That sinking feeling

Geena was out boating with her grandchildren when her boat suddenly started taking on water. Fortunately, it was a calm day, in a harbour, everyone was wearing life jackets, and Geena was able to communicate with the harbour master using her cell phone.

Everyone got to shore, but Geena’s boat and motor were seriously damaged. Geena lodged a claim with her insurer. The insurer’s assessor inspected the boat and concluded the damage was caused by wear and tear. The assessor noted that the boat was over 20 years old and did not appear to be well maintained.

Geena disagreed, saying the motor had been serviced only a month before she took the boat out and the part of the boat that failed could not have been easily seen. Geena complained to FSCL that the insurer should have accepted her claim.



The insurer referred to the policy exclusion for loss arising directly or indirectly from wear and tear. The assessor’s report, complete with photographs, showed that the boat had not been well maintained. The insurer also noted that the damage was not caused by an accident, but rather a spontaneous leak on an otherwise uneventful voyage.

Geena did not accept the insurer’s response saying she was an experienced and careful boat owner and would never have taken her grandchildren out on the water if she had been aware of the risk of sinking. From Geena’s perspective, the damage was sudden and unforeseen, and should be covered by the policy.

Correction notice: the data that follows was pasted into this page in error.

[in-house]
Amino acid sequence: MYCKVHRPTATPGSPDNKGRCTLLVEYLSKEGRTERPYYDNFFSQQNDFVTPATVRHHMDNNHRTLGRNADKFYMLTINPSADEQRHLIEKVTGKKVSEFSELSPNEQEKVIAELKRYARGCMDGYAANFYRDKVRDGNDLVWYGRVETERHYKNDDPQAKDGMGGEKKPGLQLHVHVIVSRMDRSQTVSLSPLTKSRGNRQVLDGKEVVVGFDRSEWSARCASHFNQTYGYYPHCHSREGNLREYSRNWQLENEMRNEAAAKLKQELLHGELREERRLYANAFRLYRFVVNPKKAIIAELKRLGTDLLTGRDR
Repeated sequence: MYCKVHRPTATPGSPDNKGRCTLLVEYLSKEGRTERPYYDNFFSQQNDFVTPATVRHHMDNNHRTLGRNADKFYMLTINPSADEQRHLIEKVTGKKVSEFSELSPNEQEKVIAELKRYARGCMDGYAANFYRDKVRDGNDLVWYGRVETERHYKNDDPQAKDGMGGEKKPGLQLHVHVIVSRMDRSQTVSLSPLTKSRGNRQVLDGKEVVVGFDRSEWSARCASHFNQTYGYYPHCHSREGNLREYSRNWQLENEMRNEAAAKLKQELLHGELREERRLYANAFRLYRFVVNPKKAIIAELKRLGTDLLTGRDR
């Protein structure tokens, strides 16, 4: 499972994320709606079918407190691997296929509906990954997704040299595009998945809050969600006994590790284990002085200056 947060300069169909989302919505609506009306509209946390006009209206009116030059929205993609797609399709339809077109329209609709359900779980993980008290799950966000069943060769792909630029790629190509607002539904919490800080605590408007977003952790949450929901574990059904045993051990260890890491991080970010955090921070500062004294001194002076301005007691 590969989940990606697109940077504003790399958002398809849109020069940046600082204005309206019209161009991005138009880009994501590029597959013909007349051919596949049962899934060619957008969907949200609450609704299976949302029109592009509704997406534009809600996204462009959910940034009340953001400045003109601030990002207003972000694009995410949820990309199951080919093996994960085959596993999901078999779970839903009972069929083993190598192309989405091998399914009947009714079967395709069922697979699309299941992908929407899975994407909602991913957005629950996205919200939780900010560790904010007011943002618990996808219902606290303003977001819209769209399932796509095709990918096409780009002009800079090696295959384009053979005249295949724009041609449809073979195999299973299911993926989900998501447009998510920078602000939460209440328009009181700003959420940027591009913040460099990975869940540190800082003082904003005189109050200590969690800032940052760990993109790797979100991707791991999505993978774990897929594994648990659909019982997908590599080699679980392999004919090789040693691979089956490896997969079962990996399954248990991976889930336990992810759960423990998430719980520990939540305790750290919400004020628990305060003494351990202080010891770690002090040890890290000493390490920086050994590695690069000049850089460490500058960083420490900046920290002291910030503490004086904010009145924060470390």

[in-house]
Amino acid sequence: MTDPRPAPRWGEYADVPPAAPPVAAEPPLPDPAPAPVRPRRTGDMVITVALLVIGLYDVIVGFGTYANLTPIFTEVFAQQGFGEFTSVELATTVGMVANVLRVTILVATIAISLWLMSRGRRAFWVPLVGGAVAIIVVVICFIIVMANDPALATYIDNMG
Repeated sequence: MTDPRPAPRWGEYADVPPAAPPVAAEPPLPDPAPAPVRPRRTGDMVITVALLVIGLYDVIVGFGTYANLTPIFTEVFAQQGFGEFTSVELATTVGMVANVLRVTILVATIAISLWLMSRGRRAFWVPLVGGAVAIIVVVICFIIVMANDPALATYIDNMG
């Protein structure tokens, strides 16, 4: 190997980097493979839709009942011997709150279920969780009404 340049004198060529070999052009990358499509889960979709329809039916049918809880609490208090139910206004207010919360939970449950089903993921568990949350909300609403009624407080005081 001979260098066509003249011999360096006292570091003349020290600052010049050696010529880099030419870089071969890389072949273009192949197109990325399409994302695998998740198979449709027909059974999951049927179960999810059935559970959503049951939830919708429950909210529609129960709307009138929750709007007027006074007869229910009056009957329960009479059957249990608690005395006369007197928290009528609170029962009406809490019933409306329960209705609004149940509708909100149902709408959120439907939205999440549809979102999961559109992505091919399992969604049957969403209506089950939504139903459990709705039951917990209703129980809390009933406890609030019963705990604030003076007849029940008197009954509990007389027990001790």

We agreed that the sinking was sudden and unforeseen, as required by the policy, but explained that the insurer was also entitled to consider whether any policy exclusions applied.

Looking at the assessor’s report and photographs, we could understand why the insurer had declined the claim relying on the policy exclusion for damage caused by wear and tear. While the motor had been recently serviced, there was no evidence that the boat itself had been checked. A sealant had gradually deteriorated causing the boat to take on water and sink. This appeared to us to fall within the policy exclusion of wear and tear.

We explained to Geena that we agreed the insurer was entitled to decline the claim.



Geena was disappointed but could understand why the insurer had declined her claim and agreed to discontinue her complaint.


Insights for consumers

Insurance policies usually cover sudden and unexpected loss, but not gradual damage. While the event may seem sudden to you, the underlying cause may be gradual and due to wear and tear over time. If this is the case, the insurer may be entitled to rely on a policy exclusion for wear and tear and decline your claim.